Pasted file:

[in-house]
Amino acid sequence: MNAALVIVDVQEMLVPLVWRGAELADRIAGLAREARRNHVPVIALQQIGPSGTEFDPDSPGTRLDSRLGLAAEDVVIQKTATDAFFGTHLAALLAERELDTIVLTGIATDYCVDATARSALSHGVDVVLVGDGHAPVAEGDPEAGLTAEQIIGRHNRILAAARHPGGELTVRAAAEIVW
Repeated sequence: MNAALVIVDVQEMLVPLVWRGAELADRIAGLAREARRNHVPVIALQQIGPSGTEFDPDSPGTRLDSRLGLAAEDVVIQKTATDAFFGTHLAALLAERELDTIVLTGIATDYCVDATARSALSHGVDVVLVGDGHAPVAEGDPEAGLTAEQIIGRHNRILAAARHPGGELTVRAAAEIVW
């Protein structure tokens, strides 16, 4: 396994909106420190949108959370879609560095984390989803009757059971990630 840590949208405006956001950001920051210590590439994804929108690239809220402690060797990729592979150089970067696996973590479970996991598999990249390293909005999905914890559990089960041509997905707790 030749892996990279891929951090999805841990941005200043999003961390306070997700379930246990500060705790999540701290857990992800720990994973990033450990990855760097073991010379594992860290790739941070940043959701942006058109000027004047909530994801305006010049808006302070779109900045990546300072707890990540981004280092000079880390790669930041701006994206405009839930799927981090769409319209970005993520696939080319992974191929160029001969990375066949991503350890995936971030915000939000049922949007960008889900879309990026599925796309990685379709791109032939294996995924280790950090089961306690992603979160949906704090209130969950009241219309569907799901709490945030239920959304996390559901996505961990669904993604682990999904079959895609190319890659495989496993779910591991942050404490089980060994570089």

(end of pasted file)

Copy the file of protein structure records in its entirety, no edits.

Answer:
[in-house]
Amino acid sequence: MNAALVIVDVQEMLVPLVWRGAELADRIAGLAREARRNHVPVIALQQIGPSGTEFDPDSPGTRLDSRLGLAAEDVVIQKTATDAFFGTHLAALLAERELDTIVLTGIATDYCVDATARSALSHGVDVVLVGDGHAPVAEGDPEAGLTAEQIIGRHNRILAAARHPGGELTVRAAAEIVW
Repeated sequence: MNAALVIVDVQEMLVPLVWRGAELADRIAGLAREARRNHVPVIALQQIGPSGTEFDPDSPGTRLDSRLGLAAEDVVIQKTATDAFFGTHLAALLAERELDTIVLTGIATDYCVDATARSALSHGVDVVLVGDGHAPVAEGDPEAGLTAEQIIGRHNRILAAARHPGGELTVRAAAEIVW
């Protein structure tokens, strides 16, 4: 396994909106420190949108959370879609560095984390989803009757059971990630 840590949208405006956001950001920051210590590439994804929108690239809220402690060797990729592979150089970067696996973590479970996991598999990249390293909005999905914890559990089960041509997905707790 030749892996990279891929951090999805841990941005200043999003961390306070997700379930246990500060705790999540701290857990992800720990994973990033450990990855760097073991010379594992860290790739941070940043959701942006058109000027004047909530994801305006010049808006302070779109900045990546300072707890990540981004280092000079880390790669930041701006994206405009839930799927981090769409319209970005993520696939080319992974191929160029001969990375066949991503350890995936971030915000939000049922949007960008889900879309990026599925796309990685379709791109032939294996995924280790950090089961306690992603979160949906704090209130969950009241219309569907799901709490945030239920959304996390559901996505961990669904993604682990999904079959895609190319890659495989496993779910591991942050404490089980060994570089």